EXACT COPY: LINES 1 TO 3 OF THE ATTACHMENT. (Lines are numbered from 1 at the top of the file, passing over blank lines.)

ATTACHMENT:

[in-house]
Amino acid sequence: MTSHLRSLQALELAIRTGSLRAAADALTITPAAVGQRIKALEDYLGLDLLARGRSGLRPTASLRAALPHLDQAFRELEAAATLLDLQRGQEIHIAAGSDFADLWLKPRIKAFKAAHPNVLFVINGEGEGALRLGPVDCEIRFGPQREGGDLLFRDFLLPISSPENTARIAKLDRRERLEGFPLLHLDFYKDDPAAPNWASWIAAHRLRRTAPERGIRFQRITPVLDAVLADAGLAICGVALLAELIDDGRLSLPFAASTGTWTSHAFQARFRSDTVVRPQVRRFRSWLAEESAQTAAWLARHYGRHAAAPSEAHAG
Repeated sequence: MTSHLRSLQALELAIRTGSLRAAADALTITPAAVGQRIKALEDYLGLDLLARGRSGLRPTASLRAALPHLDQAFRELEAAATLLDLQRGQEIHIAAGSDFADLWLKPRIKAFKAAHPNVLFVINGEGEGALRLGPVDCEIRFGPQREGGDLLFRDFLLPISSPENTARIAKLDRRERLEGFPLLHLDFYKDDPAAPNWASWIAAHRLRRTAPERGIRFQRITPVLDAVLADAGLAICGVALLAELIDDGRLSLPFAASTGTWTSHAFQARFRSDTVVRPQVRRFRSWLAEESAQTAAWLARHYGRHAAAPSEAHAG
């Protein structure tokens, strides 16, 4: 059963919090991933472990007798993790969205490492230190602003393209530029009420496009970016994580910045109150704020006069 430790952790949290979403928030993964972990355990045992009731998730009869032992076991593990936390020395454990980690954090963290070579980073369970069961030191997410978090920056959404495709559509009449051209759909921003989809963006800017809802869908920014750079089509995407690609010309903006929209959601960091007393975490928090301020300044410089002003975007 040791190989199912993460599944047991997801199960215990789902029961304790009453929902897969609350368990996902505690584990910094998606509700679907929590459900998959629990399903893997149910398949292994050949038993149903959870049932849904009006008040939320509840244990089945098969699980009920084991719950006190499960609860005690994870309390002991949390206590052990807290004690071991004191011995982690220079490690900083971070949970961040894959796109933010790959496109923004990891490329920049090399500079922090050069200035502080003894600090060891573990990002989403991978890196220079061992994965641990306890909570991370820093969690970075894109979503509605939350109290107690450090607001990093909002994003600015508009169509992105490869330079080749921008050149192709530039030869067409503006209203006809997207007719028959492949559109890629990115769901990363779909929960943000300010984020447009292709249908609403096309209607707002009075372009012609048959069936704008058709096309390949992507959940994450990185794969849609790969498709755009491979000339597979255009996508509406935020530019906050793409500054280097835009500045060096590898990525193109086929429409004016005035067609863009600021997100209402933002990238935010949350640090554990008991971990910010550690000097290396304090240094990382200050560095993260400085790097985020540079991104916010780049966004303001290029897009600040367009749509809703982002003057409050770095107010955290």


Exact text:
[in-house]
Amino acid sequence: MTSHLRSLQALELAIRTGSLRAAADALTITPAAVGQRIKALEDYLGLDLLARGRSGLRPTASLRAALPHLDQAFRELEAAATLLDLQRGQEIHIAAGSDFADLWLKPRIKAFKAAHPNVLFVINGEGEGALRLGPVDCEIRFGPQREGGDLLFRDFLLPISSPENTARIAKLDRRERLEGFPLLHLDFYKDDPAAPNWASWIAAHRLRRTAPERGIRFQRITPVLDAVLADAGLAICGVALLAELIDDGRLSLPFAASTGTWTSHAFQARFRSDTVVRPQVRRFRSWLAEESAQTAAWLARHYGRHAAAPSEAHAG
Repeated sequence: MTSHLRSLQALELAIRTGSLRAAADALTITPAAVGQRIKALEDYLGLDLLARGRSGLRPTASLRAALPHLDQAFRELEAAATLLDLQRGQEIHIAAGSDFADLWLKPRIKAFKAAHPNVLFVINGEGEGALRLGPVDCEIRFGPQREGGDLLFRDFLLPISSPENTARIAKLDRRERLEGFPLLHLDFYKDDPAAPNWASWIAAHRLRRTAPERGIRFQRITPVLDAVLADAGLAICGVALLAELIDDGRLSLPFAASTGTWTSHAFQARFRSDTVVRPQVRRFRSWLAEESAQTAAWLARHYGRHAAAPSEAHAG